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Antibacterial activity and mode of action of acetone crude leaf extracts of under-investigated Syzygium and Eugenia (Myrtaceae) species on multidrug resistant porcine diarrhoeagenic Escherichia coli

Famuyide, Ibukun M., Aro, Abimbola O., Fasina, Folorunso O., Eloff, Jacobus N., McGaw, Lyndy J.
BMC veterinary research 2019 v.15 no.1 pp. 162
Eugenia, Syzygium, acetone, adhesion, antibacterial properties, antibiotic resistance, bacteria, bacterial adhesion, bioactive compounds, burden of disease, colistin, cytotoxicity, diarrhea, disease control, doxycycline, enterotoxigenic Escherichia coli, feed additives, human cell lines, indigenous species, intestinal mucosa, leaf extracts, lethal concentration 50, livestock feeds, mechanism of action, models, multiple drug resistance, pathogenesis, piglets, plants (botany), protective effect, therapeutics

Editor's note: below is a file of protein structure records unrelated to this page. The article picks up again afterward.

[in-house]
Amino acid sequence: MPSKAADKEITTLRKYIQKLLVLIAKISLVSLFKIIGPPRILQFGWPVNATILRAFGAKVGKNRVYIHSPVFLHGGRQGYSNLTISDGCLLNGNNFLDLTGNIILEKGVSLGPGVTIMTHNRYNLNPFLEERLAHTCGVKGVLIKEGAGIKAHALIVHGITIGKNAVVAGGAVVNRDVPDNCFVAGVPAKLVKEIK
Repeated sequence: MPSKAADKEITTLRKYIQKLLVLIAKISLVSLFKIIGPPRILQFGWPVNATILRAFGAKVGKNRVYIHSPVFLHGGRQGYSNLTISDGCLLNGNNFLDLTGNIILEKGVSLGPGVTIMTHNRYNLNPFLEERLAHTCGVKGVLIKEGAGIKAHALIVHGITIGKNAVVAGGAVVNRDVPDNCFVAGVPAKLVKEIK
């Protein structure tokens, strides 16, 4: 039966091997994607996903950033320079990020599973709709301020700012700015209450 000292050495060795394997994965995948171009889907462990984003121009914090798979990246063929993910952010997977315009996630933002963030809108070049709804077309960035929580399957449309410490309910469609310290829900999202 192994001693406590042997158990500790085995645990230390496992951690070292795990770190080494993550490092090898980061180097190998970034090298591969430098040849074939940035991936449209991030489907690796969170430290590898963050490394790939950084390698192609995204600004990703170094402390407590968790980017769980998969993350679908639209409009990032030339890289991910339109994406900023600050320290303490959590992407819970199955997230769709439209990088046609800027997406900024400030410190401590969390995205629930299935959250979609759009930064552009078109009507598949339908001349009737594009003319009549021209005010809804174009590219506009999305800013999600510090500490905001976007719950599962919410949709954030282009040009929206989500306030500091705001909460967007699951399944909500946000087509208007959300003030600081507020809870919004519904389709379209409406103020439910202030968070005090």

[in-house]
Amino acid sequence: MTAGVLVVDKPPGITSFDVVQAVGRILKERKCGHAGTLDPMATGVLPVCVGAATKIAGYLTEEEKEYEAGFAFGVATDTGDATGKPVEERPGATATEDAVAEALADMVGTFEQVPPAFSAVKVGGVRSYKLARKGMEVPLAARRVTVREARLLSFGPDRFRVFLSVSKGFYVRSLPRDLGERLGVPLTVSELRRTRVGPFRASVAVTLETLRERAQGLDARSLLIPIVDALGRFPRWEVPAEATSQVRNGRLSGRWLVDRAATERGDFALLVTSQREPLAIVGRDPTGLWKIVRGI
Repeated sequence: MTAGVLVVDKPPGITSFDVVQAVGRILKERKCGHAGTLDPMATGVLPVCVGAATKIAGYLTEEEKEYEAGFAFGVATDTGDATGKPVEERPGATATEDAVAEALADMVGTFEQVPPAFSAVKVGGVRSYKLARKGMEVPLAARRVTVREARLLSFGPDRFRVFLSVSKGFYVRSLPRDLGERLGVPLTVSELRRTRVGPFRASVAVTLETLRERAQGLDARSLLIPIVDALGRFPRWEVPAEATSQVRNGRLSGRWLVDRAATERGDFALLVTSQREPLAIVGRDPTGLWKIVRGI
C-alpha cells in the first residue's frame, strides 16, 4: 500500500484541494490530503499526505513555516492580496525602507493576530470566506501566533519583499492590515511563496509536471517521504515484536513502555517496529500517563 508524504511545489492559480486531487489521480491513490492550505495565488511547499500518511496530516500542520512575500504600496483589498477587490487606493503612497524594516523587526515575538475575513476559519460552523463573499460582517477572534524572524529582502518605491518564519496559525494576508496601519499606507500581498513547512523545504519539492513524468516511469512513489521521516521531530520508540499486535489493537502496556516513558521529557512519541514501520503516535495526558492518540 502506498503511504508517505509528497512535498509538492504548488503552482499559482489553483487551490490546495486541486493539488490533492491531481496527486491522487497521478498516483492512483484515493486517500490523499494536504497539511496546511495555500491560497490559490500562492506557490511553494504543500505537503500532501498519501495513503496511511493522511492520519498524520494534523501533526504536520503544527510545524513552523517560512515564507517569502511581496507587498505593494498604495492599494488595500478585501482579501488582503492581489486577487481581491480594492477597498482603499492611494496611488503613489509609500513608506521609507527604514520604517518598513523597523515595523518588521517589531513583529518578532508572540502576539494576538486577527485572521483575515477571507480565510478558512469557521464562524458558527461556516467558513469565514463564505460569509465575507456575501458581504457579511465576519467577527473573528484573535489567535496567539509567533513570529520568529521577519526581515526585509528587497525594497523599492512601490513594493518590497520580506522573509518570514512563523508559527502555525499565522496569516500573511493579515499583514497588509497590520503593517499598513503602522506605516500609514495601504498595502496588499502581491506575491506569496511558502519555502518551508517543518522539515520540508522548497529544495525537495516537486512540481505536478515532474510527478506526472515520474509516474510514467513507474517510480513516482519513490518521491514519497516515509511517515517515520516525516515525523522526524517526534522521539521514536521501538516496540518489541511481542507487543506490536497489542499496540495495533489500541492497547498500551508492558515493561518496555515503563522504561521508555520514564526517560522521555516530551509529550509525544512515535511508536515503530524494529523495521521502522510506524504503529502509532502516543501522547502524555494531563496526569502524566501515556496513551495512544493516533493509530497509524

BACKGROUND: Diarrhoea, a global economically important disease burden affecting swine and, especially piglets, is commonly caused by infection with entero-toxigenic E. coli (ETEC). Adherence of ETEC to porcine intestinal epithelial cells following infection, is necessary for its pathogenesis. While antimicrobials are commonly given as therapy or as feed additives for prophylaxis against microbial infections, the concern over increased levels of antimicrobial resistance necessitate the search for safe and effective alternatives in livestock feed. Attention is shifting to natural products including plants as suitable alternatives to antimicrobials. The activity of acetone crude leaf extracts of nine under-explored South African endemic plants from the Myrtaceae family with good antimicrobial activity were tested against pathogenic E. coli of porcine origin using a microplate serial dilution method. Bioautography, also with p-iodonitrotetrazolium violet as growth indicator was used to view the number of bioactive compounds in each extract. In vitro toxicity of extracts was determined against Caco-2 cells using the 3-(4,5-dimethythiazolyl-2)-2,5-diphenyltetrazolium bromide reduction assay. The antimicrobial susceptibility of E. coli isolates was tested on a panel of antimicrobials using the Kirby-Bauer agar diffusion method while the anti-adherence mechanism was evaluated using a Caco-2 cell enterocyte anti-adhesion model. RESULTS: The MIC of the extracts ranged from 0.07–0.14 mg/mL with S. legatii having the best mean MIC (0.05 mg/mL). Bioautography revealed at least two active bands in each plant extract. The 50% lethal concentration (LC₅₀) values ranged between 0.03–0.66 mg/mL. Eugenia zeyheri least cytotoxic (LC₅₀ = 0.66 mg/ml) while E. natalitia had the highest cytotoxicity (LC₅₀ = 0.03 mg/mL). All the bacteria were completely resistant to doxycycline and colistin sulphate and many of the plant extracts significantly reduced adhesion of E. coli to Caco-2 cells. CONCLUSIONS: The extracts of the plants had good antibacterial activity as well as a protective role on intestinal epithelial cells against enterotoxigenic E. coli bacterial adhesion. This supports the potential use of these species in limiting infection causes by E. coli. Some of these plants or extracts may be useful as phytogenic feed additives but it has to be investigated by animal feed trials.